BEADLE in Classic Quotes

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Quotes from Oliver Twist by Charles Dickens
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 Current Search - beadle in Oliver Twist
1  'And now about business,' said the beadle, taking out a leathern pocket-book.
Oliver Twist By Charles Dickens
Get Context   In CHAPTER II
2  Well, well,' said the beadle, evidently gratified with the compliment; 'perhaps I may be.
Oliver Twist By Charles Dickens
Get Context   In CHAPTER II
3  Oliver made a bow, which was divided between the beadle on the chair, and the cocked hat on the table.
Oliver Twist By Charles Dickens
Get Context   In CHAPTER II
4  The master aimed a blow at Oliver's head with the ladle; pinioned him in his arm; and shrieked aloud for the beadle.
Oliver Twist By Charles Dickens
Get Context   In CHAPTER II
5  Besides, the board made periodical pilgrimages to the farm, and always sent the beadle the day before, to say they were going.
Oliver Twist By Charles Dickens
Get Context   In CHAPTER II
6  'So are the coffins,' replied the beadle: with precisely as near an approach to a laugh as a great official ought to indulge in.
Oliver Twist By Charles Dickens
Get Context   In CHAPTER IV
7  'Yes, I think it rather pretty,' said the beadle, glancing proudly downwards at the large brass buttons which embellished his coat.
Oliver Twist By Charles Dickens
Get Context   In CHAPTER IV
8  Oliver was frightened at the sight of so many gentlemen, which made him tremble: and the beadle gave him another tap behind, which made him cry.
Oliver Twist By Charles Dickens
Get Context   In CHAPTER II
9  Although this invitation was accompanied with a curtsey that might have softened the heart of a church-warden, it by no means mollified the beadle.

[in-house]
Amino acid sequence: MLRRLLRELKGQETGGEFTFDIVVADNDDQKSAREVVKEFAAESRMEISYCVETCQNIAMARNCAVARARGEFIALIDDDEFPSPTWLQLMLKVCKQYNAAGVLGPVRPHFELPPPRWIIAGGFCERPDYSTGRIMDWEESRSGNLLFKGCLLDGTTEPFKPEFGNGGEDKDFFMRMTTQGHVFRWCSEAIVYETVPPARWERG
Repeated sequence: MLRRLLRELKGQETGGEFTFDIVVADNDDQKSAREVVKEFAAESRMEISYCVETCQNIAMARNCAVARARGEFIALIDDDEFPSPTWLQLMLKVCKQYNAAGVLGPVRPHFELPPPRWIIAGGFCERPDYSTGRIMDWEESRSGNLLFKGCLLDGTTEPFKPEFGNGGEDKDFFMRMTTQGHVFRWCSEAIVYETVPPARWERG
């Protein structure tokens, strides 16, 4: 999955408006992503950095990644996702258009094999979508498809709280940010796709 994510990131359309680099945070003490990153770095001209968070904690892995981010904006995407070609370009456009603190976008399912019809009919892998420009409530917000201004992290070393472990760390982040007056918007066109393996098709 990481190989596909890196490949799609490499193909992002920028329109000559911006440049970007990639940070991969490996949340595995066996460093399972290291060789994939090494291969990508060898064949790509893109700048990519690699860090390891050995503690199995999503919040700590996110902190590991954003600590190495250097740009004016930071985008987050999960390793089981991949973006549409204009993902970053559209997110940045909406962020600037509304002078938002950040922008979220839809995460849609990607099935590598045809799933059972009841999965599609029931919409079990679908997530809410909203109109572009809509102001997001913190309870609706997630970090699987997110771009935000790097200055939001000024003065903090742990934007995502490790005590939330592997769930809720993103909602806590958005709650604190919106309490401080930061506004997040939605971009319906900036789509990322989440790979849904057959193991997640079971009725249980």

Oliver Twist By Charles Dickens
Get Context   In CHAPTER II
10  Mrs. Mann ushered the beadle into a small parlour with a brick floor; placed a seat for him; and officiously deposited his cocked hat and cane on the table before him.
Oliver Twist By Charles Dickens
Get Context   In CHAPTER II
11  'You'll make your fortune, Mr. Sowerberry,' said the beadle, as he thrust his thumb and forefinger into the proffered snuff-box of the undertaker: which was an ingenious little model of a patent coffin.
Oliver Twist By Charles Dickens
Get Context   In CHAPTER IV
12  To these interrogations Mr. Bumble returned very brief and snappish replies; for the temporary blandness which gin-and-water awakens in some bosoms had by this time evaporated; and he was once again a beadle.
Oliver Twist By Charles Dickens
Get Context   In CHAPTER II
13  Oliver was about to say that he would go along with anybody with great readiness, when, glancing upward, he caught sight of Mrs. Mann, who had got behind the beadle's chair, and was shaking her fist at him with a furious countenance.
Oliver Twist By Charles Dickens
Get Context   In CHAPTER II
14  For the combination of both these blessings in the one simple process of picking oakum, Oliver bowed low by the direction of the beadle, and was then hurried away to a large ward; where, on a rough, hard bed, he sobbed himself to sleep.
Oliver Twist By Charles Dickens
Get Context   In CHAPTER II
15  Now, Mr. Bumble was a fat man, and a choleric; so, instead of responding to this open-hearted salutation in a kindred spirit, he gave the little wicket a tremendous shake, and then bestowed upon it a kick which could have emanated from no leg but a beadle's.
Oliver Twist By Charles Dickens
Get Context   In CHAPTER II
16  Though I must say,' continued the undertaker, resuming the current of observations which the beadle had interrupted: 'though I must say, Mr. Bumble, that I have to contend against one very great disadvantage: which is, that all the stout people go off the quickest.
Oliver Twist By Charles Dickens
Get Context   In CHAPTER IV
17  Mr. Bumble shook his head with gloomy mystery, and said he wished he might come to good; whereunto Mr. Gamfield replied, that he wished he might come to him; which, although he agreed with the beadle in most matters, would seem to be a wish of a totally opposite description.
Oliver Twist By Charles Dickens
Get Context   In CHAPTER III
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